U.S. PTO Says ‘No’ To Redskins…Again

March 21, 2014

Redskins TMRemember when the U.S. Patent and Trademark Office rejected a trademark application for a brand of pork rinds called “Redskins Hog Rinds” because it was offensive to Native Americans?

That decision was notable for two reasons. First, people eat pork rinds? Okay. Second, and more importantly, it portended bad things for the Washington Redskins NFL team, because the USPTO is poised to hear a case that may result in that team’s trademark being revoked.

Now, there’s more news that might make a Washington Redskins executive start to sweat: The USPTO has rejected a trademark for “Washington Redskin Potatoes” for the same reason.

In the March 17 decision, the examining attorney refused the application because “‘Redskin’ in the mark is a derogatory slang term that refers to, and is considered offensive by, American Indians.”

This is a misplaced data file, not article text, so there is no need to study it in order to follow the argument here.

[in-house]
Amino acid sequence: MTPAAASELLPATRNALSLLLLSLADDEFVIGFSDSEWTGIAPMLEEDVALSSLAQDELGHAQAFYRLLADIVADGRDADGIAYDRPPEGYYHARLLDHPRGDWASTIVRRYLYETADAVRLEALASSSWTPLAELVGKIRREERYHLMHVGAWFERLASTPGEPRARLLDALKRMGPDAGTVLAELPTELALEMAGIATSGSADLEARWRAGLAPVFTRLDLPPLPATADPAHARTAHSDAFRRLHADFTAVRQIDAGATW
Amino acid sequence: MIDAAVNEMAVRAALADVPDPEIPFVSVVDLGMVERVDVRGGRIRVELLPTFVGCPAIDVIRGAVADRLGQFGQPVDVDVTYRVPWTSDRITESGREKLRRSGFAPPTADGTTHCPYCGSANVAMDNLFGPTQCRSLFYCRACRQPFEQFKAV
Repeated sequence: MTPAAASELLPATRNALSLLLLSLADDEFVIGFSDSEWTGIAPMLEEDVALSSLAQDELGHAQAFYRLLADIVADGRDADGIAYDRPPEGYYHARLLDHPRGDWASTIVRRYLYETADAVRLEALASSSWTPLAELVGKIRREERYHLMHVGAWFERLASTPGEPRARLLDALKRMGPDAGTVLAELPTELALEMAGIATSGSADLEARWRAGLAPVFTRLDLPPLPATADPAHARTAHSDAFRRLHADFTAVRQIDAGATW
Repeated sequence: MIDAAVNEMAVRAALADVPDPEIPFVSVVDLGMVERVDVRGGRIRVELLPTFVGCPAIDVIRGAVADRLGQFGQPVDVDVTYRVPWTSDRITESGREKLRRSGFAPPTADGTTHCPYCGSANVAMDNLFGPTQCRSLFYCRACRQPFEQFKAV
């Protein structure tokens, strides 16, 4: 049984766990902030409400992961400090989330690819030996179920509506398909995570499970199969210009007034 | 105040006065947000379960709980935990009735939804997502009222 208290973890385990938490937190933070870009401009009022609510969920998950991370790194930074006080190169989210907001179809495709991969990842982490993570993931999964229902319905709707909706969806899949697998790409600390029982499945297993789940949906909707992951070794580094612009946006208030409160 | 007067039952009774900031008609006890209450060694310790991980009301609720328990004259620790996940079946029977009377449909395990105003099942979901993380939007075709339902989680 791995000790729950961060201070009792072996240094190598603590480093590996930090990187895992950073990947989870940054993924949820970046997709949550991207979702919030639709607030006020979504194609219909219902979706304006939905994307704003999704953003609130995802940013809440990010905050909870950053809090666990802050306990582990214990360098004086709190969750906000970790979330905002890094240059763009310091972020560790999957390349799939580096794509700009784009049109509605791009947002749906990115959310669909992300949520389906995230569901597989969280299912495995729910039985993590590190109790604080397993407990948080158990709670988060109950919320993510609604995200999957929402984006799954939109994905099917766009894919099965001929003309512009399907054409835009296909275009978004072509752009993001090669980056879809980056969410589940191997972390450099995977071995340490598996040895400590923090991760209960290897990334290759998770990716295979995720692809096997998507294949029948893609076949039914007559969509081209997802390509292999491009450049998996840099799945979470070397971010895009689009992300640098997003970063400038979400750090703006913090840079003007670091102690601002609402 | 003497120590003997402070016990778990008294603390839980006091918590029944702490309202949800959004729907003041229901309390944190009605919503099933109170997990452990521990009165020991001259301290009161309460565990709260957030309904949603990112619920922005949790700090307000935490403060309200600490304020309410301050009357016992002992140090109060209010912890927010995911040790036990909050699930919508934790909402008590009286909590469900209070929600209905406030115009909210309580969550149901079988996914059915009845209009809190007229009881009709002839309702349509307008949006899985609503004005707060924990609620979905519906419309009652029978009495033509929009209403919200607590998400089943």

So, now we have two instances in which a trademark for “Redskin” was turned down for being offensive. Each case is different, of course, but it seems like the evidence in mounting that the USPTO is not keen on granting trademark protection to the term “Redskins.” That means the NFL team might lose its trademark. If it does, it would have no means to prohibit other people from selling “Redskins” merchandise. Fear of losing that revenue stream might prompt the team to change its name, which it has steadfastly refused to do thus far.

Watch this blog for further updates on this issue.

For further reading: “Pork Rinds, Trademarks And The NFL: The U.S. PTO’s ‘Redskins’ Decision’ and “‘Redskins’? That’s Offensive. (Or Is It?)”